Me: Could you get it for me?

Postie: Are you staying in? It’s going to be about 15 minutes.

Me: That’s fine, I’ll be here.

And lo and behold, the parcel was brought to the house ... and left on the doorstep! It’s a good job I was in. I did wonder what would have happened if I hadn’t opened the door to speak to him.

Friday, 11 November 2011

Porridge, pay-outs and platforms: why make life difficult?

In yesterday’s Guardian I found an article about porridge. I took a look at it because my Phil likes the occasional bowl of porridge for breakfast. It appears that as well as being very good for you – slow release of energy and keeps your bad cholesterol at bay – porridge has become popular among the rich and famous, among whom are Nicole Kidman and David Cameron. Mind you, I’m pretty sure my Phil won’t appreciate having much in common with Mr Cameron.

There are even porridge making competitions such as the Golden Spurtle World Porridge Making Championship, which takes place every October
in Carrbridge, Inverness-shire. What a wonderful notion! Its name comes from "spurtle", a traditional Scottish stirring stick shaped like half an elongated cricket bail. Now, me, I just use a wooden spoon and my porridge tastes fine.

The main content of the Guardian article was how to make the perfect porridge. This includes such things as toasting the oats to give it a "nutty flavour", leaving the oats to soak overnight, steaming the porridge, cooking it in a bain-marie and all sorts of other complicated stuff about the fineness or otherwise of the oats used. The executive chef at the Balmoral, according to the Guardian, claims that "one of the most important things is once the porridge is cooked, to turn off the hob, put a lid on it, and just let it sit there for 10-15 minutes".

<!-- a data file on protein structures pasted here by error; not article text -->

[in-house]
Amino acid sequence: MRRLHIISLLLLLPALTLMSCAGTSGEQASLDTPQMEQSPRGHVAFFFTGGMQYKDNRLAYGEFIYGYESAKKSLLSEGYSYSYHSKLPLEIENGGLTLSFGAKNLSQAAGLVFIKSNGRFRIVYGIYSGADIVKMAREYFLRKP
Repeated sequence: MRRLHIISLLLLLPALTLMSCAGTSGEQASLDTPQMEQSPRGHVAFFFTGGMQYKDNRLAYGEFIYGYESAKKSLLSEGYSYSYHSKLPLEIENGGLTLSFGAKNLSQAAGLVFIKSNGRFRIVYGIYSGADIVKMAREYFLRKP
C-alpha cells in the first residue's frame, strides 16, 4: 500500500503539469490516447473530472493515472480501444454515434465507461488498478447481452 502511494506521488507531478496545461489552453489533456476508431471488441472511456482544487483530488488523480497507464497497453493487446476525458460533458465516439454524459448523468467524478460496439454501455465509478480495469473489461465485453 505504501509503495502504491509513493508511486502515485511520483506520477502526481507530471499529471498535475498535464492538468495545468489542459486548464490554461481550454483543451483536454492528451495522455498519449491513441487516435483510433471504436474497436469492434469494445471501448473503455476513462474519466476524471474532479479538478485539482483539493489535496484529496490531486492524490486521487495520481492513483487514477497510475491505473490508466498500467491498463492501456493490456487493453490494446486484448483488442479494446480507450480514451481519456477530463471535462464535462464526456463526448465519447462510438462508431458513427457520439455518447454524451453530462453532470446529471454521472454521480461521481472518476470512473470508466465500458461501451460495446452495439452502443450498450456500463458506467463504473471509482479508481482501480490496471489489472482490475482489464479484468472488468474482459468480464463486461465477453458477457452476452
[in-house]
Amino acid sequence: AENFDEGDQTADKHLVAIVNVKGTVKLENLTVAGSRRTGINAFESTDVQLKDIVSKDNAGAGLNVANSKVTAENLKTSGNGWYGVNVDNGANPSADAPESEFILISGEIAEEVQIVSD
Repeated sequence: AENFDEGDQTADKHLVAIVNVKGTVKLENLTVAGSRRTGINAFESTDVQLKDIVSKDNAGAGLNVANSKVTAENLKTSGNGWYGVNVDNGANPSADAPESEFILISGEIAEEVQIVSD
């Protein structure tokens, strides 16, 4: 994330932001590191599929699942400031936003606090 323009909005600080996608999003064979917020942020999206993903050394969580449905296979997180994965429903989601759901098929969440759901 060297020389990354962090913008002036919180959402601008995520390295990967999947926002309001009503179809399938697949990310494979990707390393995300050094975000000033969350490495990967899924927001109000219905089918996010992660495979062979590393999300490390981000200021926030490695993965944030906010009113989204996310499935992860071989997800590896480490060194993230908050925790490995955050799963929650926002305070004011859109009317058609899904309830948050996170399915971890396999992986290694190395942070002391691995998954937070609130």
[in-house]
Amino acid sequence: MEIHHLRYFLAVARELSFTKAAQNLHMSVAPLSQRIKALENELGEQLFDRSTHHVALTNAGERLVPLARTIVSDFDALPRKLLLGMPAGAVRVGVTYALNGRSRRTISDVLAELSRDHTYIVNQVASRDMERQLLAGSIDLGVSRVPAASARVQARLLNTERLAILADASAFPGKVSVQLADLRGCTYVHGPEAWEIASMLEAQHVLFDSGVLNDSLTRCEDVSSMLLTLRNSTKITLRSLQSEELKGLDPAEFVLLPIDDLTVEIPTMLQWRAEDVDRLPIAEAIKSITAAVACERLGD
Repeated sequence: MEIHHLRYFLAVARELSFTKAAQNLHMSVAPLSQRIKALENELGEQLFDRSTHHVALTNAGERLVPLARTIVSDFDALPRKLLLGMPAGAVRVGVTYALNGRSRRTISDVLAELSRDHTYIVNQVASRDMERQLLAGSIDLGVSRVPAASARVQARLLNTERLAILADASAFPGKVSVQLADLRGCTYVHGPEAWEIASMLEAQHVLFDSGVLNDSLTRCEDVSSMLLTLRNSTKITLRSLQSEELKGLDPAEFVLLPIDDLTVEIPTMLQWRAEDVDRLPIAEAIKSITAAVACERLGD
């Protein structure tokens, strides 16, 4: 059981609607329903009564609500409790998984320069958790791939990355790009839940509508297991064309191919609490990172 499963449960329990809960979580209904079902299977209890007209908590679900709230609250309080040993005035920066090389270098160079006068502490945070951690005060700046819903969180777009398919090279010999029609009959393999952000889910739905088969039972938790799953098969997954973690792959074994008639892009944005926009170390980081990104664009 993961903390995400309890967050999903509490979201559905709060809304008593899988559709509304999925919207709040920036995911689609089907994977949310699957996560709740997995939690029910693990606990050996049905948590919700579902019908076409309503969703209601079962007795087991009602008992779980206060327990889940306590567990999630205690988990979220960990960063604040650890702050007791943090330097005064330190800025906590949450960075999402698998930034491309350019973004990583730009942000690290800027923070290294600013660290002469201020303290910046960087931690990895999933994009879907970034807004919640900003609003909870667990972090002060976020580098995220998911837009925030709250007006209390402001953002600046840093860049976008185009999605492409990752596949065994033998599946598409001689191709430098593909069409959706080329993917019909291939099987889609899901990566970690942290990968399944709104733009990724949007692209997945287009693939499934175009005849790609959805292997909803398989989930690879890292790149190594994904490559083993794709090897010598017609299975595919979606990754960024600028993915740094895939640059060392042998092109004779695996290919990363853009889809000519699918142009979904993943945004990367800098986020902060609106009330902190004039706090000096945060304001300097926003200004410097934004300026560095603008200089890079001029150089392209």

Now, this all seems unnecessarily complicated for a br
eakfast activity, even for a retired ladylike myself with plenty of time to spend seeking perfection. Quaker Oats, who must know a bit about porridge as they have been producing porridge oats for ages and ages, produce a perfectly nice quick-cook porridge which takes about three minutes to produce. Why make life difficult?

One thing I did like in the article was the mention of a superstition concerning which way you stir your porridge. It must be clockwise as ''stirring anti-clockwise invokes the Devil." Goodness me! Life can be hard enough at times without stirring the Devil into your breakfast.

Away from
the breakfast table, the difficulty of some people’s lives continues. There’s that very earnest-looking Mr Murdoch trying to convince us all that he had no idea than phone hacking was endemic at the News of the World. The £750,000 paid out to keep a certain person quiet? He knew nothing about that. Well, all I can say is that if he could approve a payment of that amount of money without batting an eyelid and asking what it was for, he really must have more money than sense. Maybe he treats the whole of life as a monopoly game.